The Four Founders’ Awards Nominating Essays for the 2016 Award Recipients

Prof. Cahill Prof. Estes Prof. Law Prof. Rickerts
Michael Thompson Prof Tom Ball Anton Muller Nerissa Freeman

 

Michael Thompson, recipient of the Professor John Cahill Award
Outstanding Tournament Competitor of the Year

I would like to nominate Michael Thopmson of Makoto Kai for the Professor John Cahill Award. Michael began his jujitsu training in October of 2011 and has been an exemplary student since that time. He is patient with lower ranked students and will always answer in the affirmative whenever something is asked of him. Michael has always been interested in participating in both kata and freestyle contests and whenever the next one in our area rolls around he was always quick to inform the sensei that he would be attending. As time has progressed nobody even asks if he is planning to attend the next contest because it’s assumed that he will. In 2015 alone he went to three kata and three freestyle contests. He faces a unique challenge nearly every time he prepares for a kata contest: he enters nearly every one as a single competitor. He practices during regular class time with whoever is available and when the contest day finally arrives he picks an uke on the spot and always preforms with distinction. It’s been a pleasure working with him and seeing his competitive spirit change and become more refined, and he sets a good example for contest goers.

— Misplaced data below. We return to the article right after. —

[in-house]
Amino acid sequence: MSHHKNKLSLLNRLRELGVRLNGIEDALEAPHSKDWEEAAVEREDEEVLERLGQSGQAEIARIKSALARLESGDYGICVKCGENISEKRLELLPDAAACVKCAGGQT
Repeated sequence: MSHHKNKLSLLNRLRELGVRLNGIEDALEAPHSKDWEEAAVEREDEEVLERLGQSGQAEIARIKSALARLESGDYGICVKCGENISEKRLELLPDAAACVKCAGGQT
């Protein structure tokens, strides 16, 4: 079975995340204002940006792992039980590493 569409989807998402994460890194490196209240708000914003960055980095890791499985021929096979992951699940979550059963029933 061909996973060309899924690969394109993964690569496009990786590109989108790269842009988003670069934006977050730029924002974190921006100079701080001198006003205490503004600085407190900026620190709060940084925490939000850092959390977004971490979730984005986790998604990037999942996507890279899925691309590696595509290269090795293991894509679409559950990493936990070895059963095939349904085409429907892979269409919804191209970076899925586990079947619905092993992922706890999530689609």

Prof Tom Ball, recipient of the Professor Bud Estes Award
Outstanding Contribution to the AJJF